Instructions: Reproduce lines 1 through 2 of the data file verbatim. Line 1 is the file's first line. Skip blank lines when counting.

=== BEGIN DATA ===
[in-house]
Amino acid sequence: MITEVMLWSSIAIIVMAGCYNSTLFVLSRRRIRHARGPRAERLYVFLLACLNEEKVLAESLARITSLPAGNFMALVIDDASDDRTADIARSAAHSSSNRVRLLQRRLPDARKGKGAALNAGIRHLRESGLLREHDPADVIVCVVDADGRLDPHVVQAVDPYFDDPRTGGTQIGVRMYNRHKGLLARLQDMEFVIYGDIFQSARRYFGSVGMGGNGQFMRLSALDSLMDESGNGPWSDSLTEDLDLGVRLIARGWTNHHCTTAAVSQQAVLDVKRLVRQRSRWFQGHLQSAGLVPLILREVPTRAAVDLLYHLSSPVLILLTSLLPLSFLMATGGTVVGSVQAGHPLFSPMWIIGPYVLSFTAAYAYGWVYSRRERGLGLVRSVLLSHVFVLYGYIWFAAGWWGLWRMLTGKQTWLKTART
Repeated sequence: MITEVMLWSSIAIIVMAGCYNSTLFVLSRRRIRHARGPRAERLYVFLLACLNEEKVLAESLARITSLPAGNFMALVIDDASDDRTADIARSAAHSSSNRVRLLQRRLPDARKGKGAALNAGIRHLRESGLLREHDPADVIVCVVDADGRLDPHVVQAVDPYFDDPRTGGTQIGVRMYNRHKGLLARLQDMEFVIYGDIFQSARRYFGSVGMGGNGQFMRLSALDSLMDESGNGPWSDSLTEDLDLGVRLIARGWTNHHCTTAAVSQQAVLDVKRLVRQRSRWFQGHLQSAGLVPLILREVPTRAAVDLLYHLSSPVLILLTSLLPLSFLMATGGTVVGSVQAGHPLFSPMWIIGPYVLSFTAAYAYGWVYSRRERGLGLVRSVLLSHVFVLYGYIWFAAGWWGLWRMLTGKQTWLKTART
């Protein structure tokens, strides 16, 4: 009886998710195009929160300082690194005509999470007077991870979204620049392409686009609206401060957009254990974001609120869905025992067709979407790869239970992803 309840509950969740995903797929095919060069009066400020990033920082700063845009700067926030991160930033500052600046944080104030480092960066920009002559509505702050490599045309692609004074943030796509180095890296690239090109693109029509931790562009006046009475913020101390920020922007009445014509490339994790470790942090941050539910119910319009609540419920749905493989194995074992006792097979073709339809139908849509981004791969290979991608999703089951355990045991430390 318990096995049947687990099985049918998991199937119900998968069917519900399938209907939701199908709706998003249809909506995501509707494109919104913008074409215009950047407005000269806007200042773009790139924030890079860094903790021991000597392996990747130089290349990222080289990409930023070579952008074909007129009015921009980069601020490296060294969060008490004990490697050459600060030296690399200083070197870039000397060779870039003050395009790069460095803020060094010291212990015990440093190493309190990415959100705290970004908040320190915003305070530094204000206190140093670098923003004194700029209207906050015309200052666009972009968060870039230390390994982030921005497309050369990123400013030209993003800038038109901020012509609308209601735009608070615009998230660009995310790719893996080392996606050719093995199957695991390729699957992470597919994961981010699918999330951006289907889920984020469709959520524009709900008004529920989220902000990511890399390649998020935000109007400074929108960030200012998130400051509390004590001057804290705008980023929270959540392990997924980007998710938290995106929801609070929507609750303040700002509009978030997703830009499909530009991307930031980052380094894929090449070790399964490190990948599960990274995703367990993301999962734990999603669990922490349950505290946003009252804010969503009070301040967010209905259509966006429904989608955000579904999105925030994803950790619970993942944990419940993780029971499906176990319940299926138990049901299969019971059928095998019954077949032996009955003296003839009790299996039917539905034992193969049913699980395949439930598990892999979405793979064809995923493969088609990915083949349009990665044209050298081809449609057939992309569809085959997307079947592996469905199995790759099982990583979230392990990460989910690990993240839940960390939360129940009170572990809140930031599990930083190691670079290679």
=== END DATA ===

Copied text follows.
[in-house]
Amino acid sequence: MITEVMLWSSIAIIVMAGCYNSTLFVLSRRRIRHARGPRAERLYVFLLACLNEEKVLAESLARITSLPAGNFMALVIDDASDDRTADIARSAAHSSSNRVRLLQRRLPDARKGKGAALNAGIRHLRESGLLREHDPADVIVCVVDADGRLDPHVVQAVDPYFDDPRTGGTQIGVRMYNRHKGLLARLQDMEFVIYGDIFQSARRYFGSVGMGGNGQFMRLSALDSLMDESGNGPWSDSLTEDLDLGVRLIARGWTNHHCTTAAVSQQAVLDVKRLVRQRSRWFQGHLQSAGLVPLILREVPTRAAVDLLYHLSSPVLILLTSLLPLSFLMATGGTVVGSVQAGHPLFSPMWIIGPYVLSFTAAYAYGWVYSRRERGLGLVRSVLLSHVFVLYGYIWFAAGWWGLWRMLTGKQTWLKTART